I’ve got the rolled edge hem completed, and the sleeves are attached to the top:
I’ve also got the circle skirt hemmed (what a difference pressing the folds makes – my first circle skirt was OK … but the bottom hedge was certainly uneven. I now make the first fold, press, make the second fold, press, then stitch. The result is a nice even hemline).
To give my mom an idea of what her finished dress will look like, I pinned the top and bottom together. And we almost have two dresses!
Aisha’s back is not as deeply V’d as Anya’s – two different options from the dress pattern.
Now that I’ve (a) used my serger a few times … including my first two rolled hems! and (b) made the V-back dress once, I am ready to start Aisha’s dress.
I’ve got the front and back pieces sewn together. The lining and the main fabric were lined up and sewn along the neckline and V back.
I’m about to do the rolled hem on the sleeves —
My mom asked me if I’d make a dress for Aisha – she’d buy the pattern and fabric, and I’d provide the labor. It is a really cute pattern, and the size range is incredible. The dress pattern for Aisha’s size 7 dress includes the size 4 that I use for Anya. I figured I’d make the same dress in a different fabric for Anya’s Easter dress to give me some practice using the pattern (and my new serger!!!) before making something to give away.
Looking at the pattern web page, I really liked one of the fabrics pictured. I e-mailed their contact address and immediately was provided a link to the fabric. Bonus, it is on clearance. I looked at the “how much fabric do I need” chart and worked out how much fabric I’d need — rounded up because it’s a fairly large print, and I wanted to have enough fabric to ensure I could get flowers and butterflies visible on the dress.
I printed the pattern — each size is a different layer in the PDF file, so you don’t have a bunch of confusing lines intersecting. Awesome idea, one I hope more pattern designers implement. Once all of the pieces were cut out, I laid the dresses out just to get an idea what they’d look like.
Getting the little sleeve gathered and affixed to the dress took a LOT of pins!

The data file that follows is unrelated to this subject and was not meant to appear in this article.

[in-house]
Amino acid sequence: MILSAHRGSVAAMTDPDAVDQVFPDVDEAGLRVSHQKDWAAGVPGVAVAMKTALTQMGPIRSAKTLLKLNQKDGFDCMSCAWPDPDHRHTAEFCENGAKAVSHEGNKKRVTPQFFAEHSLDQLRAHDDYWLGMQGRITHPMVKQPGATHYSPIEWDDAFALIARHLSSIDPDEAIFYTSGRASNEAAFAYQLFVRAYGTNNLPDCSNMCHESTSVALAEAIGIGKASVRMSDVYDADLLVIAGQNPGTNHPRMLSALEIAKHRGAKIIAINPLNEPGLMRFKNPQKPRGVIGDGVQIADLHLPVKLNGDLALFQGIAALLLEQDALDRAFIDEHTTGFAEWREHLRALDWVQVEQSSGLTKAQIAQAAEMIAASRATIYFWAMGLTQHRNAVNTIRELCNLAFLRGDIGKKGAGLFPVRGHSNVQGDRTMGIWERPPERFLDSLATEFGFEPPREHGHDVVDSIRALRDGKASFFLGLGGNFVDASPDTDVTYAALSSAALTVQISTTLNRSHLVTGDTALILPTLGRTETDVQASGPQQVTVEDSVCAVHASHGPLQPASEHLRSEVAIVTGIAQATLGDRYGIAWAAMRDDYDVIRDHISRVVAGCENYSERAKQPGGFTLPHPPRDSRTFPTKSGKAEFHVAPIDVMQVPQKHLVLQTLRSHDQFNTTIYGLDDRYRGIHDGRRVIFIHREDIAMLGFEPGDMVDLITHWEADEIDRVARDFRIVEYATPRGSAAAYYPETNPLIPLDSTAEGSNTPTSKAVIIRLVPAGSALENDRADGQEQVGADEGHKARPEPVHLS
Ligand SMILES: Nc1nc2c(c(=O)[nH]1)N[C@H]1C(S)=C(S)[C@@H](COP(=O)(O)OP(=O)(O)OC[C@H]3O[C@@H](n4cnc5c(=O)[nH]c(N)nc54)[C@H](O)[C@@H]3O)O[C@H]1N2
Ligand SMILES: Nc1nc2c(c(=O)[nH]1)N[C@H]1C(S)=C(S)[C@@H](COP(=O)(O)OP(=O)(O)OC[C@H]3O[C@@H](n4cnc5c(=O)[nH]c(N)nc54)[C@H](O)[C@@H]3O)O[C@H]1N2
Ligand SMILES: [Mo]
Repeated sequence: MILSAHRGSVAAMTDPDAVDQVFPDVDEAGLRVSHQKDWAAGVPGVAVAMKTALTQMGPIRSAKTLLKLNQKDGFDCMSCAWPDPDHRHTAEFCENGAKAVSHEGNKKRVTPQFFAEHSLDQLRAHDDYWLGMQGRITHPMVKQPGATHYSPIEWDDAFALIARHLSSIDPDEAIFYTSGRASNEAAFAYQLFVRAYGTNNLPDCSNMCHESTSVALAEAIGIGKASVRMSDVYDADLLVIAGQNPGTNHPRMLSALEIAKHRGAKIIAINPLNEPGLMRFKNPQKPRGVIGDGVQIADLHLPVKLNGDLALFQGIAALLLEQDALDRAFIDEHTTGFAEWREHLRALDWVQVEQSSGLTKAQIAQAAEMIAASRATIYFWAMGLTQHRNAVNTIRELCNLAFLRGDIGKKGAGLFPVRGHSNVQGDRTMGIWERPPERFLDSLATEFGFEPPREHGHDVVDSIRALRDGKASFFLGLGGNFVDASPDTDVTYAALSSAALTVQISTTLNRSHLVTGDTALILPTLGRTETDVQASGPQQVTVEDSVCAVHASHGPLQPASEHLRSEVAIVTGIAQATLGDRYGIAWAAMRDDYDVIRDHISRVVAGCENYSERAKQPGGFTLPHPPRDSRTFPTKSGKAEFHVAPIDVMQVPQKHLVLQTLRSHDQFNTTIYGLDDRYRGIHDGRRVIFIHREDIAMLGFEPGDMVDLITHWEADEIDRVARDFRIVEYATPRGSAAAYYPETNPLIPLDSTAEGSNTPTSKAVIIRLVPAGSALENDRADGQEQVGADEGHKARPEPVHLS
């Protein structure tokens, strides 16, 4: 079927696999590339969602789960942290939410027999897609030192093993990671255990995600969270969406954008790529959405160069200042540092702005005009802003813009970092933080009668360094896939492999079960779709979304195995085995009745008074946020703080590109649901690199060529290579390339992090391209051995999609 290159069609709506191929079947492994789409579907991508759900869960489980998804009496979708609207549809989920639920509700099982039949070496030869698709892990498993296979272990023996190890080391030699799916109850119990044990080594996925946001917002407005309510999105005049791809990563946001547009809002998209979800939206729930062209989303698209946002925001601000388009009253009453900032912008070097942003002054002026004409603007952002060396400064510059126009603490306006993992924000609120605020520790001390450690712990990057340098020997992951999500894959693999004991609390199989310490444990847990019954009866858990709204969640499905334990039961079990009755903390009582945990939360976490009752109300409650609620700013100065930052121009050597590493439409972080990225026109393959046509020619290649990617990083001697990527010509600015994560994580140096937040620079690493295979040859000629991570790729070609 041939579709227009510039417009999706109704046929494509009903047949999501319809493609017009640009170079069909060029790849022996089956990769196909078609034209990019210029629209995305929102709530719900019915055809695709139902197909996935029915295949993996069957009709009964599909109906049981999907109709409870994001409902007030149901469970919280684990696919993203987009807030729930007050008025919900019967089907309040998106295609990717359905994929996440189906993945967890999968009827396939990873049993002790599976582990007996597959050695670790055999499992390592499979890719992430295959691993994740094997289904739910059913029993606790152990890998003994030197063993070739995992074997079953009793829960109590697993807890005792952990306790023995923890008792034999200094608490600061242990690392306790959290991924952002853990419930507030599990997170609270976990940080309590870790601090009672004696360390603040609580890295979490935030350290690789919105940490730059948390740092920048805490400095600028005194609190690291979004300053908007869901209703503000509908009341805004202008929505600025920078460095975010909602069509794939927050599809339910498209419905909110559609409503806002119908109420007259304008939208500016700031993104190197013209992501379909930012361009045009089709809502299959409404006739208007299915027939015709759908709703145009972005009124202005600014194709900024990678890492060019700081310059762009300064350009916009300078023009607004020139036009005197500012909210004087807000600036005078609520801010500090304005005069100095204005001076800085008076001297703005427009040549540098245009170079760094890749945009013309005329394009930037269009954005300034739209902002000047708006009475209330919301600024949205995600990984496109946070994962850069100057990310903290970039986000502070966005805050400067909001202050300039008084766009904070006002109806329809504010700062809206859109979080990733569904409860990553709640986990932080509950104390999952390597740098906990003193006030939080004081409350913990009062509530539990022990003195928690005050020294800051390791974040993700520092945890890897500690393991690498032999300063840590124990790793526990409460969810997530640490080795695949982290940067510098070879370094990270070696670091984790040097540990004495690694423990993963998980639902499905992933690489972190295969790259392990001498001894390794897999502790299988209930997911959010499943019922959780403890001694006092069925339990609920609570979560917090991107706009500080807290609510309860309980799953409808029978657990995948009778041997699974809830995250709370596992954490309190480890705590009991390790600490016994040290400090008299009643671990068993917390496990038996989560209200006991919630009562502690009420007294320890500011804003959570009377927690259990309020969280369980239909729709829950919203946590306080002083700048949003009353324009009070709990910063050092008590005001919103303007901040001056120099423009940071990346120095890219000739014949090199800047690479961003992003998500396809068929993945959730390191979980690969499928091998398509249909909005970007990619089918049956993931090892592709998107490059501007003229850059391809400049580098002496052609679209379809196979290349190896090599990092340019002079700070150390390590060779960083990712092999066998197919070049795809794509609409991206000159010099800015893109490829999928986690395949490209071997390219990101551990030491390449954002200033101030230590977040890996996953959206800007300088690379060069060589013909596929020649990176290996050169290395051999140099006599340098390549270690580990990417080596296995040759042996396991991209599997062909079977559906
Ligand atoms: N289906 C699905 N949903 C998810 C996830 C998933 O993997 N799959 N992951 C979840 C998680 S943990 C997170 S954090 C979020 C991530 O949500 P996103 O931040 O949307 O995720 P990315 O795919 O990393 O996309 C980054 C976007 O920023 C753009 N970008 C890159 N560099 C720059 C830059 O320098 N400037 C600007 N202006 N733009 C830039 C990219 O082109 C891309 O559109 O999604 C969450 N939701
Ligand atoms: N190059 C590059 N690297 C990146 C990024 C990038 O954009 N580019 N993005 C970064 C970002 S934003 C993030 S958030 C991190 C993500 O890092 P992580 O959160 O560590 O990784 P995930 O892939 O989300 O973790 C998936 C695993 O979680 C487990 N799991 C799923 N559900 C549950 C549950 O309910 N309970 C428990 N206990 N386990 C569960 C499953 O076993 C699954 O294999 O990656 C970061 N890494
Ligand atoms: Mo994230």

Stitched the front & back together, with the little sleeves sandwiched between the fabric and the lining … turned it right-side-out and we’ve got a dress top.
The bottom is a circle skirt – it gets attached to the bodice. I still need to serge the fabrics along the waist seam … other than that, the dress is done!
I think it looks awesome. And Anya loves wearing it – dancing around and spinning. And I’ve got her Easter dress ready to go two months early!
Realized, once I was finished, that I literally had enough fabric to make a second size 4 dress. I had added the “dress” yards and the “lining” yards together. D’oh! Feel slightly less silly because my mom did the exact same thing … There’s not enough extra fabric to do both a size 4 and a size 7 … but there’s plenty to make a skirt and the dress. Each girl is going to get a skirt from the other’s left-over fabrics.
I am just starting to set up a craft room. I got the DIGNITET curtain wire from Ikea; the fabrics are wrapped around cardboard backing boards used for comic book storage. Each one is hung with two RIKTIG clips. The curtain wire holds a LOT of fabrics. Since the craft room doesn’t get much natural light, I’m not worried about fading. Dust is a concern, though. Next step is to get some containers for my yarn and thread. Anyway, here’s the craft room:
I have no idea what made me decide to make my first ever angel food cake for Anya’s birthday — so many things that could have gone wrong with such a delicate cake. But eh, what’s life without some risk (well, and I could always make a quick carob “wacky” cake).
Whipped the egg whites and castor sugar – along with some hazelnut extract
And then very gently folded in the flour mixture — I used a silicon spatula, and I was rather surprised how fluffy the batter was after adding the flour. I was really worried that it would deflate. The batter is incredibly sweet — it’s basically sugar suspended in whipped egg white and enough flour to keep it together. Uncooked, it tastes a little like spun sugar.
Then I very carefully scooped it into a bundt pan (yeah, wrong kind of pan … but I didn’t have time to get the proper pan posted to me after I realized it wasn’t something you could just buy anywhere). Very gently placed the pan in the oven, and left the vicinity for an hour.
Voila! We got an angel food cake! It is a super sweet cake, but it went very well with the lemon curd (which also used all of those egg yolks left over after making the cake!).